The Wise Path/Misinformed

—Believing falsehoods

Being There edit

Misinformed people don't know what they don't know. They mistake falsehoods, misunderstandings, misconceptions, opinions, myths, legends, hearsay, rumors, gossip, and propaganda for established fact. Misinformed people often accept an untrue, incomplete, simplistic, or misleading answer as true rather than recognizing—or at least admit—they don't know the answer.

Misinformed people don't know what they don't know.

Misinformed people are often trapped in their own false beliefs and unhelpful rules and too often they are determined to rigidly defend and propagate these falsehoods. They commit, overlook, and often propagate common fallacies such as false dilemma, ad hominem attacks, and overgeneralization. They are often trapped by their need for self-justification and confirmation bias — the strong human tendency to dismiss or distort evidence contrary to our beliefs and readily seek out evidence that supports their views.

Getting There edit

We are all remarkably ignorant. What differentiates the misinformed from the factually informed person is  awareness of our own ignorance, the humility required to open up to new ideas, the courage to say “I don't know” or “I was mistaken” and the curiosity, motivation, and discipline to always continue to learn.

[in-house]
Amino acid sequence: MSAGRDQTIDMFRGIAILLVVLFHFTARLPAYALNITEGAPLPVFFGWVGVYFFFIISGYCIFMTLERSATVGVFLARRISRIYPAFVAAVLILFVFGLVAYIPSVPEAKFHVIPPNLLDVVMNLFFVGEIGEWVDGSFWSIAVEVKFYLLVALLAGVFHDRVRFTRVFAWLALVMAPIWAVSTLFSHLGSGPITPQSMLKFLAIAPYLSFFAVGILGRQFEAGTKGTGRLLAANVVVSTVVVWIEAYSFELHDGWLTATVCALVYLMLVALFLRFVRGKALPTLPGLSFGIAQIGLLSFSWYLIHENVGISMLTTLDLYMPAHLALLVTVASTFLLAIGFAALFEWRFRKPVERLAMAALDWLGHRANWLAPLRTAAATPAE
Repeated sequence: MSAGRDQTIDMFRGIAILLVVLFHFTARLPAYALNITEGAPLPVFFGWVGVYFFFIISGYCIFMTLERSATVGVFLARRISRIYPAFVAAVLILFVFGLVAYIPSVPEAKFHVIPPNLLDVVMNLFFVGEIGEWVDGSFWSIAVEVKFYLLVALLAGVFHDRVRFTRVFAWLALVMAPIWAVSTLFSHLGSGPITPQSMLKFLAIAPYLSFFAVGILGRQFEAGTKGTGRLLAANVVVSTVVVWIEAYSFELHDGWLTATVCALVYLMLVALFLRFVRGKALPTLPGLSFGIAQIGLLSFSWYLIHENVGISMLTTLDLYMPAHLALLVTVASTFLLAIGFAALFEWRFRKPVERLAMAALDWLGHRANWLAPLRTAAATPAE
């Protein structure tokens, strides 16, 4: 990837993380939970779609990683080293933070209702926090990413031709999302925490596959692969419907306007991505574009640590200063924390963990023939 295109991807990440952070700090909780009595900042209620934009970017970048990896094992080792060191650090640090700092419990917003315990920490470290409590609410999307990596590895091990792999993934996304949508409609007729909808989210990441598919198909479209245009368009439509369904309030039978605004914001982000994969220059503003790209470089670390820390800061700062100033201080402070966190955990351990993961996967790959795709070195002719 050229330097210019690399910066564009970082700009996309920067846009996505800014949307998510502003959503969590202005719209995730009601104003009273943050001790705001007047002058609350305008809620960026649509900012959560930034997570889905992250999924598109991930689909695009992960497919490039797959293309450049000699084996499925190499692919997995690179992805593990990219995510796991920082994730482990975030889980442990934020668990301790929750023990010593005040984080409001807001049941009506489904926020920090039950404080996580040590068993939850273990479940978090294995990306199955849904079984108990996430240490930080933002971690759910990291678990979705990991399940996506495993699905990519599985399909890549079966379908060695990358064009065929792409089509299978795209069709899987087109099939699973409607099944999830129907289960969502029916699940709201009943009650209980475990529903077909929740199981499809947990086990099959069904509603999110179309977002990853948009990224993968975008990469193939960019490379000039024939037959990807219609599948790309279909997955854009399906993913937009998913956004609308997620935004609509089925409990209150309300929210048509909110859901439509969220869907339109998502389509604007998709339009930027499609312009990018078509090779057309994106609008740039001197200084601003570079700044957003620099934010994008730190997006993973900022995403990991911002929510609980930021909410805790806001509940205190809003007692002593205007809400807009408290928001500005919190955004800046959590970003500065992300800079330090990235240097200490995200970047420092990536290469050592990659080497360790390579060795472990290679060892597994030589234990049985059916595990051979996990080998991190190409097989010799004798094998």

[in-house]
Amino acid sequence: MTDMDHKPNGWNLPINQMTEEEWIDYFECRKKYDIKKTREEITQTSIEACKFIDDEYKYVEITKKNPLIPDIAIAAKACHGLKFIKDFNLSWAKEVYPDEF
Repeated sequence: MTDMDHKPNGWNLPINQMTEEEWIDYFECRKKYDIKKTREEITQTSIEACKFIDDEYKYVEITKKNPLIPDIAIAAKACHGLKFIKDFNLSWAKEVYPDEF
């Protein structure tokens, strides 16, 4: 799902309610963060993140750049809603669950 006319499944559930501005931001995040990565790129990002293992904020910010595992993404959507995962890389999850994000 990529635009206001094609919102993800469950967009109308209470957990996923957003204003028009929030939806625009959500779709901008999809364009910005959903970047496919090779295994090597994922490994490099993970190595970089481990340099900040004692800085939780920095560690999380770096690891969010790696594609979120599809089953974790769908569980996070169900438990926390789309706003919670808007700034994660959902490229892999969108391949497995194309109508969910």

Moving On edit

Misinformed people are at the unconscious incompetence learning level.  Work toward becoming factually informed by taking these steps:

  • Recognize and acknowledge your own limitations:
  • Become curious about the wonderful and diverse world we all live in:
  • Know how you know:
    • Remain skeptical. Ask more questions; seek your own answers.
    • Begin to develop a theory of knowledge to help you reliably decide what to believe.
  • Increase your literacy:
    • Improve your reading skills.
    • Read, read, read more! Explore a variety of topics from a variety of viewpoints.
  • Increase your numeric skills:
  • Research, analyze, and verify what you want to learn from a variety of reliable sources.
    • Learn about a variety of topics from sources such as the local library, or Wikipedia.
    • Learn about logical deduction, logical inference, statistical inference, and logical fallacies.
  • Increase the breadth and depth of your real-world experiences.
    • Explore the world.
    • Visit well-curated museums.
    • Travel. Meet new and interesting people.
    • Embark on adventures. Have fun.
  • Continue your formal education, perhaps exploring in new directions.
    • Complete your present school program, if any.
    • Get your GED, High School Diploma, College Degree, or Graduate Degree.
    • Take classes at your local community college.

Context: edit

The figure links to the states that neighbor this one. This can help orient you to this state both horizontally, showing the action and emotion states at this level of development, and vertically showing the cognitive levels before and after this one.

Factually Informed
Thrashing Misinformed Reactive

Quotations: edit

  • “The thing to do, when you don't know, is not to bluff and not to freeze, but to learn.” ~ Donella H. Meadows
  • “Beware of false knowledge; it is more dangerous than ignorance.” ~ George Bernard Shaw